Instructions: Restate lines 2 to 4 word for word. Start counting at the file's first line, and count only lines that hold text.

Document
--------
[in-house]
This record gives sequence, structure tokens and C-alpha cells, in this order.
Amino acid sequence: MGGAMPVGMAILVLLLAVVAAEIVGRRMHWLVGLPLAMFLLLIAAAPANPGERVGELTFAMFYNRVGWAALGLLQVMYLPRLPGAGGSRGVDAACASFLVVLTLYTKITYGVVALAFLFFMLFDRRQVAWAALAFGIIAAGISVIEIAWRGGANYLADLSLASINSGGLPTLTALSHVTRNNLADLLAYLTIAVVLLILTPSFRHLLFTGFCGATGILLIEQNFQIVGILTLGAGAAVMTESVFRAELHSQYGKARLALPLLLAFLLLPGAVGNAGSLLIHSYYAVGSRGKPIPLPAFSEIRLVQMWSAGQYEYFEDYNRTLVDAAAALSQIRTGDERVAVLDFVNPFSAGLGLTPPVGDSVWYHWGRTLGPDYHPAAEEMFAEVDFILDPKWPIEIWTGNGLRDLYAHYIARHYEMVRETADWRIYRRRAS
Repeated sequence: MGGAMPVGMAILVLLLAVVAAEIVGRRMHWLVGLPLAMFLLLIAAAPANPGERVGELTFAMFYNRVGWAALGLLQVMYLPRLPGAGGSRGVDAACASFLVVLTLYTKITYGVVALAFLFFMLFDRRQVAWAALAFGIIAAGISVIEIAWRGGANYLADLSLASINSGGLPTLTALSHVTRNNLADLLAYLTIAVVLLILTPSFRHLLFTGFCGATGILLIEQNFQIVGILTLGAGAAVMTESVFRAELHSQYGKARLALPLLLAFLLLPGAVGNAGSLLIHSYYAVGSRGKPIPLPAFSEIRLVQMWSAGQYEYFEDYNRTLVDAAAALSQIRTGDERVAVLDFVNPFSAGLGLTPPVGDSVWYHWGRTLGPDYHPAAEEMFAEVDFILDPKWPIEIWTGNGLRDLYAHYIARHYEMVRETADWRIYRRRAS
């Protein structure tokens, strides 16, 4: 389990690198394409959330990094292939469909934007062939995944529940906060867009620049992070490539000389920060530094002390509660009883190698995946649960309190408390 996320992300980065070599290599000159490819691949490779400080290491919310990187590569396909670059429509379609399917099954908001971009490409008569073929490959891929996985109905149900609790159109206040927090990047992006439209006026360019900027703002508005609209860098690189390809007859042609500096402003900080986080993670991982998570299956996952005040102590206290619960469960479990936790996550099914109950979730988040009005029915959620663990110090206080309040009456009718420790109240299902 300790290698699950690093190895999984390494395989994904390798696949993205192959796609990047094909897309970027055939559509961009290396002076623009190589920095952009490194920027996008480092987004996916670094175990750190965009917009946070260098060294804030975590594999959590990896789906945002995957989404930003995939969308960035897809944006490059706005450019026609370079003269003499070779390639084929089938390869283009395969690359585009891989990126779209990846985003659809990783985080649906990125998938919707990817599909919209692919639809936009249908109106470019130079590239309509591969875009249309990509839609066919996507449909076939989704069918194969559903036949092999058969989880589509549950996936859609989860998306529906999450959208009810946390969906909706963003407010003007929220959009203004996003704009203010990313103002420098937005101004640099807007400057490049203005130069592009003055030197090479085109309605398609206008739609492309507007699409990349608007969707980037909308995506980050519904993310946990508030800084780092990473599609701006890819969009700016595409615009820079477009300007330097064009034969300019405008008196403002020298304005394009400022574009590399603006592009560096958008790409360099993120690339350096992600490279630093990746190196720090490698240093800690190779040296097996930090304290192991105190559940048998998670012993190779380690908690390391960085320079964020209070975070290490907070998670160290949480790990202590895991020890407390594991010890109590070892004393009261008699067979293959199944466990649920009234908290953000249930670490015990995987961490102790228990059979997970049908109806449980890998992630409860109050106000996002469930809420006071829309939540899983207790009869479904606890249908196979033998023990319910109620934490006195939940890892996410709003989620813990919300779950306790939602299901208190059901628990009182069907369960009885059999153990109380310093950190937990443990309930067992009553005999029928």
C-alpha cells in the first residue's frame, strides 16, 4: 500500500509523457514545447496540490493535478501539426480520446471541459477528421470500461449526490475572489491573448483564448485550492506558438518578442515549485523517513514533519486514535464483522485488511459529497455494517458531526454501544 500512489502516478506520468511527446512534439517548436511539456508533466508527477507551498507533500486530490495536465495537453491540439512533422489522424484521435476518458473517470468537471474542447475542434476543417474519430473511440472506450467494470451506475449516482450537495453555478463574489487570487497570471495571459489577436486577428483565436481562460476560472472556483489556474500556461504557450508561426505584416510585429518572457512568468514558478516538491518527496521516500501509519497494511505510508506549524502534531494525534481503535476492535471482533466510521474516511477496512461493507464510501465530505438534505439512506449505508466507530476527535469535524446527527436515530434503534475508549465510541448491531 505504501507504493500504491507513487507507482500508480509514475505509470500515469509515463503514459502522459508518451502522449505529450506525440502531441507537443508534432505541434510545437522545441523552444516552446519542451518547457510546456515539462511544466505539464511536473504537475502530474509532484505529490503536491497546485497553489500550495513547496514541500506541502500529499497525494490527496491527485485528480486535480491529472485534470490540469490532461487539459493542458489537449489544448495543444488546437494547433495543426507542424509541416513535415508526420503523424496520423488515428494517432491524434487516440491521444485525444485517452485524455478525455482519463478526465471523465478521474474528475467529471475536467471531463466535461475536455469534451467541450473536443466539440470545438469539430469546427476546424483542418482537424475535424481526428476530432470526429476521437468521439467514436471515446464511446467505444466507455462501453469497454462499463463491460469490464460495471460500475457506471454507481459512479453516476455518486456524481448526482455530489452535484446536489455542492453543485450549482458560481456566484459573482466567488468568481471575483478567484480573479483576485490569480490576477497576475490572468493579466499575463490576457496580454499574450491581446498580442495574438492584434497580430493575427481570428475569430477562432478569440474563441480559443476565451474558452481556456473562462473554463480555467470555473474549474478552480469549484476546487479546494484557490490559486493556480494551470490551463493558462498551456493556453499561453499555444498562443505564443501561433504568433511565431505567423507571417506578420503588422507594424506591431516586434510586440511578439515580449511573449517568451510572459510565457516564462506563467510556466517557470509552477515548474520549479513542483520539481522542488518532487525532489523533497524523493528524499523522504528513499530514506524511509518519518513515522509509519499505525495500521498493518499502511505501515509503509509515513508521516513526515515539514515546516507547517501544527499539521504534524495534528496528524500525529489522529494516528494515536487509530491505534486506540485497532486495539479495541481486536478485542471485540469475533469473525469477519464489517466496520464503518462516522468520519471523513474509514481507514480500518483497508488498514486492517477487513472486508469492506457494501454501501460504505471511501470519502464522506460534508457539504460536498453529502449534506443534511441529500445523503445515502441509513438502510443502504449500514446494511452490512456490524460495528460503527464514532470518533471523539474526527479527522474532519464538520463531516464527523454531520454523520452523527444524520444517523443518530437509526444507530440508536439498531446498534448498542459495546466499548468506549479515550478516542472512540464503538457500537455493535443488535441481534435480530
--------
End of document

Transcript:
This record gives sequence, structure tokens and C-alpha cells, in this order.
Amino acid sequence: MGGAMPVGMAILVLLLAVVAAEIVGRRMHWLVGLPLAMFLLLIAAAPANPGERVGELTFAMFYNRVGWAALGLLQVMYLPRLPGAGGSRGVDAACASFLVVLTLYTKITYGVVALAFLFFMLFDRRQVAWAALAFGIIAAGISVIEIAWRGGANYLADLSLASINSGGLPTLTALSHVTRNNLADLLAYLTIAVVLLILTPSFRHLLFTGFCGATGILLIEQNFQIVGILTLGAGAAVMTESVFRAELHSQYGKARLALPLLLAFLLLPGAVGNAGSLLIHSYYAVGSRGKPIPLPAFSEIRLVQMWSAGQYEYFEDYNRTLVDAAAALSQIRTGDERVAVLDFVNPFSAGLGLTPPVGDSVWYHWGRTLGPDYHPAAEEMFAEVDFILDPKWPIEIWTGNGLRDLYAHYIARHYEMVRETADWRIYRRRAS
Repeated sequence: MGGAMPVGMAILVLLLAVVAAEIVGRRMHWLVGLPLAMFLLLIAAAPANPGERVGELTFAMFYNRVGWAALGLLQVMYLPRLPGAGGSRGVDAACASFLVVLTLYTKITYGVVALAFLFFMLFDRRQVAWAALAFGIIAAGISVIEIAWRGGANYLADLSLASINSGGLPTLTALSHVTRNNLADLLAYLTIAVVLLILTPSFRHLLFTGFCGATGILLIEQNFQIVGILTLGAGAAVMTESVFRAELHSQYGKARLALPLLLAFLLLPGAVGNAGSLLIHSYYAVGSRGKPIPLPAFSEIRLVQMWSAGQYEYFEDYNRTLVDAAAALSQIRTGDERVAVLDFVNPFSAGLGLTPPVGDSVWYHWGRTLGPDYHPAAEEMFAEVDFILDPKWPIEIWTGNGLRDLYAHYIARHYEMVRETADWRIYRRRAS